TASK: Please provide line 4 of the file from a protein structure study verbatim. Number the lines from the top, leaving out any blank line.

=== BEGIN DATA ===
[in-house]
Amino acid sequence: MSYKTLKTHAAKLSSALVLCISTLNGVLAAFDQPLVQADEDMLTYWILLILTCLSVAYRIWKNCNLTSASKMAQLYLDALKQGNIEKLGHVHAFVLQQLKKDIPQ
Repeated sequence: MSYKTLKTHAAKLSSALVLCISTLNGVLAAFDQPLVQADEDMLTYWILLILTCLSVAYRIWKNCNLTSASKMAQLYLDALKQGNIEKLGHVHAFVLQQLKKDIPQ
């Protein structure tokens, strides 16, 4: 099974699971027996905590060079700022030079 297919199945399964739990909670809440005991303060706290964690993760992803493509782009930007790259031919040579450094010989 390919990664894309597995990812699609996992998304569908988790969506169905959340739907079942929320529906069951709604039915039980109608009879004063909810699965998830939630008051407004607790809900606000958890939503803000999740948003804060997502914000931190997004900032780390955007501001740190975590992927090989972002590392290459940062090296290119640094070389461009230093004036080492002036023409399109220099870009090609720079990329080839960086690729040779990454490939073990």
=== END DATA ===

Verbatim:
């Protein structure tokens, strides 16, 4: 099974699971027996905590060079700022030079 297919199945399964739990909670809440005991303060706290964690993760992803493509782009930007790259031919040579450094010989 390919990664894309597995990812699609996992998304569908988790969506169905959340739907079942929320529906069951709604039915039980109608009879004063909810699965998830939630008051407004607790809900606000958890939503803000999740948003804060997502914000931190997004900032780390955007501001740190975590992927090989972002590392290459940062090296290119640094070389461009230093004036080492002036023409399109220099870009090609720079990329080839960086690729040779990454490939073990």